Robin Williams’ death brings mental health issues to forefront

Candle LightBy Karen Scherra
Executive Director, Clermont County Mental Health and Recovery Board

The loss of a loved one by suicide is often shocking, painful, and unexpected, causing intense grief and overwhelming emotions. The recent death of Robin Williams affected millions of people in just that way, people beyond his family and close friends who were touched by his incredible acting skills. Robin Williams was often described as a comic genius, bringing laughter to so many through his movie roles and stand-up routines, and yet we have learned that he was dealing with severe depression.

It seems incomprehensible that a man who spent his life making others happy would himself be dealing with deep sadness.

But Robin Williams is just one of almost 39,000 Americans who take their own lives each year. Two years ago, suicide became the leading cause of death by injury in the United States, surpassing car accidents, and 50% more people die each year by suicide than by homicide. While there have been improvements in attitudes toward mental illness, social stigma and lack of real understanding still remain. Perhaps the tragic news about Robin Williams will lead to larger conversations about becoming aware of mental health issues, recognizing and treating mental illness, and learning the warning signs and effective interventions to prevent suicide. Experts believe that most individuals contemplating suicide don’t want to die; they just want to end their pain. Lives can be saved when suicidal risk or intent is detected early.

National Suicide Prevention Week is an annual week-long campaign in the United States to inform and engage health professionals and the general public about suicide prevention and the warning signs of suicide. This year it occurs from Sept. 8-13 and the theme is “Suicide Prevention: One World Connected.” The focus is on raising awareness that suicide is a major preventable cause of premature death on a global scale, as suicide claims one million lives per year worldwide.  By drawing attention to the problem of suicide in the United States, the national campaign also strives to reduce the stigma surrounding the topic, as well as encourage the pursuit of mental health assistance and support people who have attempted suicide.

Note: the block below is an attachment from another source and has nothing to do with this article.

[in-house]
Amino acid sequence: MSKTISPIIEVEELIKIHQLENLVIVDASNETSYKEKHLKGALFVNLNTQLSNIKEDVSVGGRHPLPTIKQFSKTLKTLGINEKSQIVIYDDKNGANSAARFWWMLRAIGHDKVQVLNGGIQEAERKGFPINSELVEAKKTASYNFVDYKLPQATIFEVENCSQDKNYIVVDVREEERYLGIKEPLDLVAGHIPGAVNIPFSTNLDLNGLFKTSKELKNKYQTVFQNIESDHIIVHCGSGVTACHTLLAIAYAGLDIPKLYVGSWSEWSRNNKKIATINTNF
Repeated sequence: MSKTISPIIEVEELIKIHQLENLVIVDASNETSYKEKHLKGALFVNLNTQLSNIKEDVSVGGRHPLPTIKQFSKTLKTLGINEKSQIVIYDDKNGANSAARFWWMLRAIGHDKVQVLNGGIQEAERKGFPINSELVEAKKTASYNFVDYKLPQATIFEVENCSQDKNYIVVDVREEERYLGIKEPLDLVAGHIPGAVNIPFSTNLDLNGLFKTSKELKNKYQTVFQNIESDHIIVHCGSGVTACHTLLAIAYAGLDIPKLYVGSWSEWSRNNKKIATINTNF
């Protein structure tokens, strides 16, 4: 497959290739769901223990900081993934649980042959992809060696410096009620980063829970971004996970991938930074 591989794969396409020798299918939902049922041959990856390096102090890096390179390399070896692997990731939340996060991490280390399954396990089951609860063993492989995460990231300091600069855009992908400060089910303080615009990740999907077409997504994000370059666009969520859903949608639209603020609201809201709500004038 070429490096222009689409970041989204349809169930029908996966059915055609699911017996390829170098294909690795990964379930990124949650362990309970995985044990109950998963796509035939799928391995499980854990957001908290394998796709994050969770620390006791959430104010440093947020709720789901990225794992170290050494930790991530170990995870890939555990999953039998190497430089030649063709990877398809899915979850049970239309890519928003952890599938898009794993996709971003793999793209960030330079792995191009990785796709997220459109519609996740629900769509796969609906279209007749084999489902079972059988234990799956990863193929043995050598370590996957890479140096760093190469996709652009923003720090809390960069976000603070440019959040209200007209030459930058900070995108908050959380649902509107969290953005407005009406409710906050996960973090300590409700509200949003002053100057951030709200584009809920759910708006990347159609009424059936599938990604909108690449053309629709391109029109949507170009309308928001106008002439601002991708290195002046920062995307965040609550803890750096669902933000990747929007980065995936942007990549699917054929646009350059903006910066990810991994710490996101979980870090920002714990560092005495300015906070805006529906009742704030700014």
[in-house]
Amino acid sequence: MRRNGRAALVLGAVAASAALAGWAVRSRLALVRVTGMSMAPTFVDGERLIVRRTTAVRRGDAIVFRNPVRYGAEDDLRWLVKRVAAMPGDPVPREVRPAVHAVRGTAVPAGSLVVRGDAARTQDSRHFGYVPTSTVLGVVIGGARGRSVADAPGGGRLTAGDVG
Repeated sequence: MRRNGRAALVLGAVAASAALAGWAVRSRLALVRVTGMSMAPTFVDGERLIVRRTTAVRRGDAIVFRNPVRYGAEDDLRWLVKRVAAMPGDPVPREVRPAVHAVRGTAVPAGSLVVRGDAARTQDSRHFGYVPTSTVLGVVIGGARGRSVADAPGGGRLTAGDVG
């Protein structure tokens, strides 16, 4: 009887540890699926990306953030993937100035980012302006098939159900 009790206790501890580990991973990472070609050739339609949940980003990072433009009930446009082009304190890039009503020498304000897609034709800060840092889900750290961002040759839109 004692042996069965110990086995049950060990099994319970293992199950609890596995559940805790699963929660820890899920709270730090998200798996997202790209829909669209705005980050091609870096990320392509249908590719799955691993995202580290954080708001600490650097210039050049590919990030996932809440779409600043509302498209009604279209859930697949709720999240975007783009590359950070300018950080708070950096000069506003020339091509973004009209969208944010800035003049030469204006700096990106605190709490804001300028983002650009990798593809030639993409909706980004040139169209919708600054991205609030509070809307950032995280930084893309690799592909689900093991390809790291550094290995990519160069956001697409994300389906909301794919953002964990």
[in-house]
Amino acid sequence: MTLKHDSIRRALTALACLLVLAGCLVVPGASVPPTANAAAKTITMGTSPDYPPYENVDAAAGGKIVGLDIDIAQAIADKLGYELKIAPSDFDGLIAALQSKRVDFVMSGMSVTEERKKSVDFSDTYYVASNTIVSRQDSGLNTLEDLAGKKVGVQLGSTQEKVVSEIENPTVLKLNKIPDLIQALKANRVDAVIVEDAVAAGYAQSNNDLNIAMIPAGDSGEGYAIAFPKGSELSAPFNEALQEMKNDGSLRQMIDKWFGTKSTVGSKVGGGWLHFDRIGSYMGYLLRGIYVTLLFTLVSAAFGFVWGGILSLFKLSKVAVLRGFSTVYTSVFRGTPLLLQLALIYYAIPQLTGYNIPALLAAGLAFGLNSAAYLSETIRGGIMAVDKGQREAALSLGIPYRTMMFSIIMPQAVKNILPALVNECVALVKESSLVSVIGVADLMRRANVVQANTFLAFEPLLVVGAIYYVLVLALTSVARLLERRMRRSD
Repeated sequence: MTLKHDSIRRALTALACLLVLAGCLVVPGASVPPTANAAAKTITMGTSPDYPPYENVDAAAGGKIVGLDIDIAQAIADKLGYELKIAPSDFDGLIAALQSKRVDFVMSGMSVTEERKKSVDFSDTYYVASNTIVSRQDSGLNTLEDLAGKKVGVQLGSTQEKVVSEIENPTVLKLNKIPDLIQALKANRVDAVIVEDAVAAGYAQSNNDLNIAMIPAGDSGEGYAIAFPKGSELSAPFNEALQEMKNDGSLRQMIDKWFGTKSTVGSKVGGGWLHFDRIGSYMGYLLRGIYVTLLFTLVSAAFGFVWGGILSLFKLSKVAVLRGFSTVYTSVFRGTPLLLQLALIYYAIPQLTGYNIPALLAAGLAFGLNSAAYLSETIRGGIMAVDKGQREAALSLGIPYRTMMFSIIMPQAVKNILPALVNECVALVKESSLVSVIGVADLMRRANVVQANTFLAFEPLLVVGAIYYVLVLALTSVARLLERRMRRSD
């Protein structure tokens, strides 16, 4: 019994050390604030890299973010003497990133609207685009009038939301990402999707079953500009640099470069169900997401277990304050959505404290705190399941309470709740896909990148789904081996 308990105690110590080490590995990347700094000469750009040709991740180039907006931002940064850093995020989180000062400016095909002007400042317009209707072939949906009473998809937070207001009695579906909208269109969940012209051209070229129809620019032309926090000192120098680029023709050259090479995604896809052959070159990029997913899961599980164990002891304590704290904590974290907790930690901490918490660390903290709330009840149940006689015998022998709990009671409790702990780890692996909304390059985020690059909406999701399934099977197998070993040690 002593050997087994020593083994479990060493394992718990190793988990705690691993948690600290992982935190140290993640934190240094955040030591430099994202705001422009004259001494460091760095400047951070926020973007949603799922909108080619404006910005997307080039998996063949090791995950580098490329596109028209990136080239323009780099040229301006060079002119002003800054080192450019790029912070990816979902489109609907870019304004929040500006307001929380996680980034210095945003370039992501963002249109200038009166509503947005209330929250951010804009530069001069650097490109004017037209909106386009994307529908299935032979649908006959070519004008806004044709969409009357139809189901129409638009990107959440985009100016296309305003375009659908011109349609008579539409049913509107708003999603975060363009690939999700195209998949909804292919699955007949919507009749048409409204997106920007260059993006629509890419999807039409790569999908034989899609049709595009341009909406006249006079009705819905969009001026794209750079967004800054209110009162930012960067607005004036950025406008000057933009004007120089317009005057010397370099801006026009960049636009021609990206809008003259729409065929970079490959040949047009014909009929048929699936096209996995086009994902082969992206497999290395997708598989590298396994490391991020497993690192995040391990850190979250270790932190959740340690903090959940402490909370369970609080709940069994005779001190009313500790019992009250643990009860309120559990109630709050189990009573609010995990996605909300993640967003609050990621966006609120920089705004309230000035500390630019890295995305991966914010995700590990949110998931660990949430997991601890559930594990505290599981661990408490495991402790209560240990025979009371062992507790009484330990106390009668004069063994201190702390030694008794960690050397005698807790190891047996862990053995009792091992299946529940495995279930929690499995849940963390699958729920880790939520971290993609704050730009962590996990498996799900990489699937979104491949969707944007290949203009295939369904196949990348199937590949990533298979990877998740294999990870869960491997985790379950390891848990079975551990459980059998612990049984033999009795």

In Clermont County, the Suicide Prevention Coalition will host its 13th annual Candlelight Vigil from 7-8:30 p.m. Sept. 10 at Union Township Veterans Memorial Park, at the corner of Clough Pike and Glen Este-Withamsville Road. The vigil is held to remember and honor the lives of those individuals lost to suicide in our county over the past year.  Anyone whose life has been touched by suicide is welcome to attend.

Clermont County has a 24/7 crisis hotline that is available to anyone who is experiencing a mental health crisis, who has a loved one dealing with mental illness, or who just needs someone to talk with about their mental health issues: 528-SAVE (7283). Please reach out, or tell others who need it about the crisis line, as there is hope and there is help to lead to recovery.

For more information, contact the Clermont County Mental Health and Recovery Board at 732-5400 (